Joonseok (Jason) Kim, Ph.D.
I am a postdoctoral fellow at Northwestern University. I work with professor Lincoln J. Lauhon to examine novel materials' properties and their device functionalities. My research explores an area where electrical engineering, materials science, and applied physics meet.
I received M.S.E. and Ph.D. in Electrical and Computer Engineering from The University of Texas at Austin, with the supervision of professors Deji Akinwande and Jung-Fu Lin. Before that, I received a B.S. in Electrical Engineering from Seoul National University in Seoul, Korea, where I was born and grew up in.
What I do at a glance
My research focuses on experimentally exploring semiconductor and quantum materials' properties, and implementing them into novel devices. I'm most interested in two-dimensional (2D) materials and their heterostructures with non-volatility or reconfigurability. Combining with other types of materials, devices can mimic neural responses (i.e., neuromorphic devices) to external stimuli (e.g., electric field, light, haptic input, heat, etc.)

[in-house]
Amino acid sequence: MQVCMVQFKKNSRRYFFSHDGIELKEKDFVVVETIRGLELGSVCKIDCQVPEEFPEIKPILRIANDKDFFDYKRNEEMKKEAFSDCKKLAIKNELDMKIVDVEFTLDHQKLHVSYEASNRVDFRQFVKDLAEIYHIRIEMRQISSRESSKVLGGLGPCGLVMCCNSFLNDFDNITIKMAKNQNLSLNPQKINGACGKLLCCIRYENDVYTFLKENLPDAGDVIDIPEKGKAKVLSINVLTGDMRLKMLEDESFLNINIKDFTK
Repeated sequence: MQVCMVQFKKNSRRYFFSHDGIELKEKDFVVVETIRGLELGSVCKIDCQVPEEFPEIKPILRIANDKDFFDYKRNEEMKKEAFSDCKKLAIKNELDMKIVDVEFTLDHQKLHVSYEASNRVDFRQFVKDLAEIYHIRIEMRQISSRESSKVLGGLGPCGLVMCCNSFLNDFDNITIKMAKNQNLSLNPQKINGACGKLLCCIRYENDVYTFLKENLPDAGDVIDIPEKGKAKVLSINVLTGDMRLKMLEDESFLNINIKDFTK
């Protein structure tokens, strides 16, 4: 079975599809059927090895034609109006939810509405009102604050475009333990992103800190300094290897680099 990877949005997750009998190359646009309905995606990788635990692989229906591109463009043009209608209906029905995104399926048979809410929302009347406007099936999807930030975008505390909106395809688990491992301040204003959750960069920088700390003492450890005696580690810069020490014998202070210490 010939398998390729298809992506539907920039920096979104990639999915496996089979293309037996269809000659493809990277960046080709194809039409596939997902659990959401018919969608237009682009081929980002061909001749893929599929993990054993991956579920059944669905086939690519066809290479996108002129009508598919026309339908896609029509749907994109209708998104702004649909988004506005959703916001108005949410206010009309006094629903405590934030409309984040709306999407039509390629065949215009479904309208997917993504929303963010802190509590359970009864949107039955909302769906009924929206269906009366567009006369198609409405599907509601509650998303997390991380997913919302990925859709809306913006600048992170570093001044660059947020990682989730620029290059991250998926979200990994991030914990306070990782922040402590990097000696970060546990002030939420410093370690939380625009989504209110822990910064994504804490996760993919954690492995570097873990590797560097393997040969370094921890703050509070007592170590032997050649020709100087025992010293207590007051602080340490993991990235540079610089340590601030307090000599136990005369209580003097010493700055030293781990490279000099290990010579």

My previous work focused on strain engineering 2D materials' properties. 2D materials can withstand an extreme level of strain without material failure, which modulates their optical and electronic properties greatly. Also, by modulating the interlayer interactions using strain, interlayer charge and energy transfers can be modulated.
My expertise span a wide range, from fundamental material characterization to device fabrication, and measurement.
8/30/2022: I am pleased to share that my collaborative research "Readily Accessible Metallic Micro Island Arrays for High-Performance Metal Oxide Thin-Film Transistors" was published on Advanced Materials! Check the paper out at https://onlinelibrary.wiley.com/doi/abs/10.1002/adma.202205871
12/1/2021: I am presenting my recent research at the MRS Fall Meeting, Symposium EQ02: Heterostructures of Various Dimensional Materials. I will present how ferroelectric switching reconfigures excitonic emissions in monolayer MoS₂.